Mail Online: Need to run the country from your iPad? There’s a £20,000 taxpyer-funded app for that, Prime Minister
However, Matthew Sinclair, director of the TaxPayers’ Alliance, said: ‘There are already a number of official and independent initiatives under way to make Government data easier to access from a range of different devices.
‘For the Cabinet Office to set out to make a special app for the Prime Minister, even if it might eventually find its way out so that the wider public can use it, seems like both a distraction and a waste of money.’
Metro: BBC spend £13m chasing license fee avoiders
Spokeswoman Emma Boon is quoted by The Sun as saying: ‘This is a staggering amount.
‘With no information about how successful these campaigns were, it is hard to see the justification for sending out so many bullying letters.
‘The BBC should focus on making it cheaper and easier to pay for a TV licence.’
Mail Online: The smoked salmon is ‘awful and the pork
Emma Boon, Campaign Director of the TaxPayers’ Alliance said the House of Lords should not be able to dine at taxpayers’ expense.
‘Peers get a huge taxpayer subsidy on meals, it’s scandalous that they are complaining about it when they get such a good deal on food and drink,’ she said.
‘Much of what is on offer is nicer than what many taxpayers can afford to dine on themselves.
‘Instead of lodging petty complaints about a modest increase in price they should count themselves lucky they aren’t paying full whack.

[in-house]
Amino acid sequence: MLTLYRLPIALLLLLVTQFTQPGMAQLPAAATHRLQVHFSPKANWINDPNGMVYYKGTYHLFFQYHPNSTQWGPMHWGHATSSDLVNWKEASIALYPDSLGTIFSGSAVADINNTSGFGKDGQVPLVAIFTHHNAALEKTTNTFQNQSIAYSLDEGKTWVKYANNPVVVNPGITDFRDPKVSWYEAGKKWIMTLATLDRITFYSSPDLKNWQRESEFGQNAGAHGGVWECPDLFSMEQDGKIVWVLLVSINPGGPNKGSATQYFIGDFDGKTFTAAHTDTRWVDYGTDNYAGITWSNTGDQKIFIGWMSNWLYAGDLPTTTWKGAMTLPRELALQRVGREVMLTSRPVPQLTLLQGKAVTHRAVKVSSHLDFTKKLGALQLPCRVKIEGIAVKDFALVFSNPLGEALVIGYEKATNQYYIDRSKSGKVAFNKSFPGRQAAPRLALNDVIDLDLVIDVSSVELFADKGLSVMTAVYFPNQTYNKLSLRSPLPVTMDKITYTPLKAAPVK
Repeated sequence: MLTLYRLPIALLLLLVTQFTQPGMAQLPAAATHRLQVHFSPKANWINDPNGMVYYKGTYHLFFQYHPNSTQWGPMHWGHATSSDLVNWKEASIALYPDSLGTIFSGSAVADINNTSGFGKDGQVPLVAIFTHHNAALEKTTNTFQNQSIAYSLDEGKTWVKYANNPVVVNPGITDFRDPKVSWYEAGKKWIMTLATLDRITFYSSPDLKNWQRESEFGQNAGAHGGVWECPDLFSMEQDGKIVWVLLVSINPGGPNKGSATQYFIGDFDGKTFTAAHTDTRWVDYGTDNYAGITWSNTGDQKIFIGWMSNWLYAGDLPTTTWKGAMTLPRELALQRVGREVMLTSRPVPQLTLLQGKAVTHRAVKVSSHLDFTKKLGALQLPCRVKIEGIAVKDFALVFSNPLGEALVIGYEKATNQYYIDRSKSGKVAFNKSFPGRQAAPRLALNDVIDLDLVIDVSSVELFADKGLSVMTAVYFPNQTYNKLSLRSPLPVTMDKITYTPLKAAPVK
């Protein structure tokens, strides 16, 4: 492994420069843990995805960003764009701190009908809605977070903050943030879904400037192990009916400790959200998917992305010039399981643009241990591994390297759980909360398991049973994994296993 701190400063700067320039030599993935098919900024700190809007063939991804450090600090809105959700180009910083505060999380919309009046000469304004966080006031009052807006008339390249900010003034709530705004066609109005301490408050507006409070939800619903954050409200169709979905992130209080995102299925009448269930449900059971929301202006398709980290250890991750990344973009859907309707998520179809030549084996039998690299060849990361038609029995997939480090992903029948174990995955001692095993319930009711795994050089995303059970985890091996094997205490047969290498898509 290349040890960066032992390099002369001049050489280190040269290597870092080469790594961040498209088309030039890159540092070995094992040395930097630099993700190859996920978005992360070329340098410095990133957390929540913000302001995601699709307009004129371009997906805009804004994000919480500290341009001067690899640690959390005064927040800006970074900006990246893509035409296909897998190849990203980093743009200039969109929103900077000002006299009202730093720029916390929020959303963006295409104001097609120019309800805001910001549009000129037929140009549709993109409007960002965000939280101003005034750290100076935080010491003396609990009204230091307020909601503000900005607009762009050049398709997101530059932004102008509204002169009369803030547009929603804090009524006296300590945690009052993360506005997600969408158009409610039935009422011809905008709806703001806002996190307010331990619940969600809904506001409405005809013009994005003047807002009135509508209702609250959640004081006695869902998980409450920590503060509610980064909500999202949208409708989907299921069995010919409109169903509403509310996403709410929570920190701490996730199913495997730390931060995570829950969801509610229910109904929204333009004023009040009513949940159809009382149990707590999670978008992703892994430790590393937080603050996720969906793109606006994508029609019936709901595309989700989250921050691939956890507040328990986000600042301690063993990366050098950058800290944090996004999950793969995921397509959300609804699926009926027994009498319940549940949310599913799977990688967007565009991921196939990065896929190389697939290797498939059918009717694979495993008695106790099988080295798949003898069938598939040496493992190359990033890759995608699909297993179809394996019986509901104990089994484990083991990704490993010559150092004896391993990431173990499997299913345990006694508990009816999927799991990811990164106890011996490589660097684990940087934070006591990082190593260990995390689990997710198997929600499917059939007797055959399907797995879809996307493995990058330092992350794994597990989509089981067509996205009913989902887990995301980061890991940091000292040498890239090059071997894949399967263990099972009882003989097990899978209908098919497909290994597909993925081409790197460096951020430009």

‘Many taxpayers have seen the cost of feeding themselves and their children rocket, it’s high time these subsidies were ended and peers lived in the real world.’
The Mirror: David Cameron spends £20k of taxpayers’ cash on his own iPad app
But Matthew Sinclair, director of the TaxPayers’ Alliance, says spending £20,000 cannot be justified when other projects are also under way to make official data easier to access.
He said: “For the Cabinet Office to set out to make a special app for the Prime Minister seems like a distraction and a waste of money.”
Mail Online: £4,000 for slipping on a potato and £2,500 for walking into a door…How NHS staff cash in on accidents at work
Matthew Elliott, of the TaxPayers’ Alliance, said: ‘This is an incredible amount of money for the NHS to be losing to compensation claims, and means less cash is available for frontline care.
‘There will be some cases where payouts in the workplace are unavoidable, but health bosses need to ensure these are kept to a minimum by properly managing their facilities and rejecting and fighting frivolous claims.
‘Taxpayers can’t afford endless huge payouts – they are a symptom of a growing compensation culture that needs to be stopped.’